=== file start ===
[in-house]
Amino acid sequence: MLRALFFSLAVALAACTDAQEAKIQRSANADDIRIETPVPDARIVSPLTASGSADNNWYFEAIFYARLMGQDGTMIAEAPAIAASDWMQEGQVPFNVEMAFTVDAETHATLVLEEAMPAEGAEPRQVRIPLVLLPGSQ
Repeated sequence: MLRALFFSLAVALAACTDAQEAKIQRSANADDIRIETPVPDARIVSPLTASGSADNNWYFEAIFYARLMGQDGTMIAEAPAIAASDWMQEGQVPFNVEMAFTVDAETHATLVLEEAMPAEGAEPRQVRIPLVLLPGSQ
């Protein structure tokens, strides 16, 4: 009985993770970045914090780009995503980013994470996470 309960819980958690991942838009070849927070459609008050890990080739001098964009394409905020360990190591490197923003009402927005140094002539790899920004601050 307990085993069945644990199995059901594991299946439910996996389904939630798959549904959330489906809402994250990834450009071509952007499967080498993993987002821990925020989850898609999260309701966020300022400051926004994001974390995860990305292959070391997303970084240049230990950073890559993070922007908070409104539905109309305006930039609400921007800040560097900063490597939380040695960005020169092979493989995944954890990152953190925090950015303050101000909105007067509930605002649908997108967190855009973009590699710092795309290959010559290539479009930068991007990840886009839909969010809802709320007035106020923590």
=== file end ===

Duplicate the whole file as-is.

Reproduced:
[in-house]
Amino acid sequence: MLRALFFSLAVALAACTDAQEAKIQRSANADDIRIETPVPDARIVSPLTASGSADNNWYFEAIFYARLMGQDGTMIAEAPAIAASDWMQEGQVPFNVEMAFTVDAETHATLVLEEAMPAEGAEPRQVRIPLVLLPGSQ
Repeated sequence: MLRALFFSLAVALAACTDAQEAKIQRSANADDIRIETPVPDARIVSPLTASGSADNNWYFEAIFYARLMGQDGTMIAEAPAIAASDWMQEGQVPFNVEMAFTVDAETHATLVLEEAMPAEGAEPRQVRIPLVLLPGSQ
């Protein structure tokens, strides 16, 4: 009985993770970045914090780009995503980013994470996470 309960819980958690991942838009070849927070459609008050890990080739001098964009394409905020360990190591490197923003009402927005140094002539790899920004601050 307990085993069945644990199995059901594991299946439910996996389904939630798959549904959330489906809402994250990834450009071509952007499967080498993993987002821990925020989850898609999260309701966020300022400051926004994001974390995860990305292959070391997303970084240049230990950073890559993070922007908070409104539905109309305006930039609400921007800040560097900063490597939380040695960005020169092979493989995944954890990152953190925090950015303050101000909105007067509930605002649908997108967190855009973009590699710092795309290959010559290539479009930068991007990840886009839909969010809802709320007035106020923590």